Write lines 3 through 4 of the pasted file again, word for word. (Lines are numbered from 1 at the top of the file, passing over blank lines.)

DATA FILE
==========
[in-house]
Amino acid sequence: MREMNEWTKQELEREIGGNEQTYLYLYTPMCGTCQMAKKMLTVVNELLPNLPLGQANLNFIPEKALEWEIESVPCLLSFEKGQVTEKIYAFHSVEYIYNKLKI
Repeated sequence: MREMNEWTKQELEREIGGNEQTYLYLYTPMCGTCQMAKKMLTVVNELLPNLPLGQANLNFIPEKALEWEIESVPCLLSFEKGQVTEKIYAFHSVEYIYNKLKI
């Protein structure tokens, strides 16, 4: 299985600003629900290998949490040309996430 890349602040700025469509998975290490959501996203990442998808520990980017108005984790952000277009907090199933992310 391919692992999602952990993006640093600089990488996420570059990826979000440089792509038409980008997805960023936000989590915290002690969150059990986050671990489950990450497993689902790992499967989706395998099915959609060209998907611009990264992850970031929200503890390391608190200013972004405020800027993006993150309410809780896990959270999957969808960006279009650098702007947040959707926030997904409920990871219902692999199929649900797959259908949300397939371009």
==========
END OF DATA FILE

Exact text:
Repeated sequence: MREMNEWTKQELEREIGGNEQTYLYLYTPMCGTCQMAKKMLTVVNELLPNLPLGQANLNFIPEKALEWEIESVPCLLSFEKGQVTEKIYAFHSVEYIYNKLKI
């Protein structure tokens, strides 16, 4: 299985600003629900290998949490040309996430 890349602040700025469509998975290490959501996203990442998808520990980017108005984790952000277009907090199933992310 391919692992999602952990993006640093600089990488996420570059990826979000440089792509038409980008997805960023936000989590915290002690969150059990986050671990489950990450497993689902790992499967989706395998099915959609060209998907611009990264992850970031929200503890390391608190200013972004405020800027993006993150309410809780896990959270999957969808960006279009650098702007947040959707926030997904409920990871219902692999199929649900797959259908949300397939371009």